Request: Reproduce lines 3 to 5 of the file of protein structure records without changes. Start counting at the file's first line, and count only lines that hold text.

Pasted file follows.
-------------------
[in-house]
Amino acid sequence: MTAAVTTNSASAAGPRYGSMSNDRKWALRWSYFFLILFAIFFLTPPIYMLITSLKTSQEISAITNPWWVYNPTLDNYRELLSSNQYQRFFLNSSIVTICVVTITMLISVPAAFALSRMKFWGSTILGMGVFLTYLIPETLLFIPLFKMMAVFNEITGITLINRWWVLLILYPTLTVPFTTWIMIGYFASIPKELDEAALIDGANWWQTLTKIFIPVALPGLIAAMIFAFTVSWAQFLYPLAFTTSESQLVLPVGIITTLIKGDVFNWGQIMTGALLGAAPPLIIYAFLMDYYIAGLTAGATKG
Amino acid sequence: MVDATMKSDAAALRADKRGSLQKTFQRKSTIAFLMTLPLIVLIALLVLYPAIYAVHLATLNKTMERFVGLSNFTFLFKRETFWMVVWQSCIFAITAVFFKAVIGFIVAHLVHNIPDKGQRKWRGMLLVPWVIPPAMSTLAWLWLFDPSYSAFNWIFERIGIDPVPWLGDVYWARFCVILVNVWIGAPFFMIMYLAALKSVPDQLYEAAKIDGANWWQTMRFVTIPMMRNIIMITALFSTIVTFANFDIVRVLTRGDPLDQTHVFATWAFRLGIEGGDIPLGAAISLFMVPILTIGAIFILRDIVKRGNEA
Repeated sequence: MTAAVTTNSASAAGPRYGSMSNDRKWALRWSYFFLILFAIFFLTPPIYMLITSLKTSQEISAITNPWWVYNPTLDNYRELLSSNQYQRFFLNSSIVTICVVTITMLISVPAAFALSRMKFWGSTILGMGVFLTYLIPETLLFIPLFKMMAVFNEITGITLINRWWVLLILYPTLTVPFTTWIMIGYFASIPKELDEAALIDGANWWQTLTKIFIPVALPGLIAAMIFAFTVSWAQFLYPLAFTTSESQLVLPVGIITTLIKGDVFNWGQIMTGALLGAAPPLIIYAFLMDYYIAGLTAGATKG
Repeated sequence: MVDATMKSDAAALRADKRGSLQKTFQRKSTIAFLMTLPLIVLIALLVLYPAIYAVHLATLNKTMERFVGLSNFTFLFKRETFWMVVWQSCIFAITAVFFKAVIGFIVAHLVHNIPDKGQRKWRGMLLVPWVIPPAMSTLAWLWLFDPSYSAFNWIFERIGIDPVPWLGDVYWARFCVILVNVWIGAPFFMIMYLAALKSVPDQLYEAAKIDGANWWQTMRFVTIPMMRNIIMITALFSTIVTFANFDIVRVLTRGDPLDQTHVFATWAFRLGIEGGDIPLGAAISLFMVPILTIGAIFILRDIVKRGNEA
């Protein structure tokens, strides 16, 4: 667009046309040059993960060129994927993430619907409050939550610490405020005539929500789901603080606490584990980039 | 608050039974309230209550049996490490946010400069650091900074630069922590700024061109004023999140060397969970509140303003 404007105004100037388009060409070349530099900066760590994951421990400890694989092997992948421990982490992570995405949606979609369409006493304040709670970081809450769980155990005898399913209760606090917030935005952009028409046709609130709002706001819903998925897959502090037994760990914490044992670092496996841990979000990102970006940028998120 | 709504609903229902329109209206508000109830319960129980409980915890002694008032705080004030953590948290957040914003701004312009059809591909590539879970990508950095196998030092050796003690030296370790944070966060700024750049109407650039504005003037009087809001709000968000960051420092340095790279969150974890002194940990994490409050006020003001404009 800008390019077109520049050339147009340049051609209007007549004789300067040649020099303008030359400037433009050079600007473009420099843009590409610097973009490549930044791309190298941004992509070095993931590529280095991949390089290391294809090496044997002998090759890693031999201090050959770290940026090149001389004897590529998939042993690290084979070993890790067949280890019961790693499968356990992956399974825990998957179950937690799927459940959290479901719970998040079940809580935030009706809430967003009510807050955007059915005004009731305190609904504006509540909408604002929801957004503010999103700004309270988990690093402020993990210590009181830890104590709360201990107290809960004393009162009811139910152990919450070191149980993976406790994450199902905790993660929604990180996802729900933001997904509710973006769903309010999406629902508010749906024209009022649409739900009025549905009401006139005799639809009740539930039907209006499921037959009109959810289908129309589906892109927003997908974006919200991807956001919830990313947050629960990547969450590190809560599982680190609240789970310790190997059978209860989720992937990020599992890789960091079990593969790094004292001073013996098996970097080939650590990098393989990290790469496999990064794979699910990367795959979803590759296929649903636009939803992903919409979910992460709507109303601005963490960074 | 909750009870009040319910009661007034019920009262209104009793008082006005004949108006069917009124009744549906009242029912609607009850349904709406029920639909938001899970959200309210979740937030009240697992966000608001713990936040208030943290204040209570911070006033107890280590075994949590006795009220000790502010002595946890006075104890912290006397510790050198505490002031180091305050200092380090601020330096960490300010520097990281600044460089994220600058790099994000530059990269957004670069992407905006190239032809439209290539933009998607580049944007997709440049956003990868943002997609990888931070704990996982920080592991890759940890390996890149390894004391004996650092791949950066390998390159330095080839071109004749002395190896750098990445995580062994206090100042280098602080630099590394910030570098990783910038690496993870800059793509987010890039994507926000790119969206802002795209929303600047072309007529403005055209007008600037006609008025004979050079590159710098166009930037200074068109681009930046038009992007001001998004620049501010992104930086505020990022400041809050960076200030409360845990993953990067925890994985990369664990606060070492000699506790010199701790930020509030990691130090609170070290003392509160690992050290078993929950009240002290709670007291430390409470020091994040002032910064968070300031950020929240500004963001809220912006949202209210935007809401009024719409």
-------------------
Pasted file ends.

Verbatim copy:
Amino acid sequence: MVDATMKSDAAALRADKRGSLQKTFQRKSTIAFLMTLPLIVLIALLVLYPAIYAVHLATLNKTMERFVGLSNFTFLFKRETFWMVVWQSCIFAITAVFFKAVIGFIVAHLVHNIPDKGQRKWRGMLLVPWVIPPAMSTLAWLWLFDPSYSAFNWIFERIGIDPVPWLGDVYWARFCVILVNVWIGAPFFMIMYLAALKSVPDQLYEAAKIDGANWWQTMRFVTIPMMRNIIMITALFSTIVTFANFDIVRVLTRGDPLDQTHVFATWAFRLGIEGGDIPLGAAISLFMVPILTIGAIFILRDIVKRGNEA
Repeated sequence: MTAAVTTNSASAAGPRYGSMSNDRKWALRWSYFFLILFAIFFLTPPIYMLITSLKTSQEISAITNPWWVYNPTLDNYRELLSSNQYQRFFLNSSIVTICVVTITMLISVPAAFALSRMKFWGSTILGMGVFLTYLIPETLLFIPLFKMMAVFNEITGITLINRWWVLLILYPTLTVPFTTWIMIGYFASIPKELDEAALIDGANWWQTLTKIFIPVALPGLIAAMIFAFTVSWAQFLYPLAFTTSESQLVLPVGIITTLIKGDVFNWGQIMTGALLGAAPPLIIYAFLMDYYIAGLTAGATKG
Repeated sequence: MVDATMKSDAAALRADKRGSLQKTFQRKSTIAFLMTLPLIVLIALLVLYPAIYAVHLATLNKTMERFVGLSNFTFLFKRETFWMVVWQSCIFAITAVFFKAVIGFIVAHLVHNIPDKGQRKWRGMLLVPWVIPPAMSTLAWLWLFDPSYSAFNWIFERIGIDPVPWLGDVYWARFCVILVNVWIGAPFFMIMYLAALKSVPDQLYEAAKIDGANWWQTMRFVTIPMMRNIIMITALFSTIVTFANFDIVRVLTRGDPLDQTHVFATWAFRLGIEGGDIPLGAAISLFMVPILTIGAIFILRDIVKRGNEA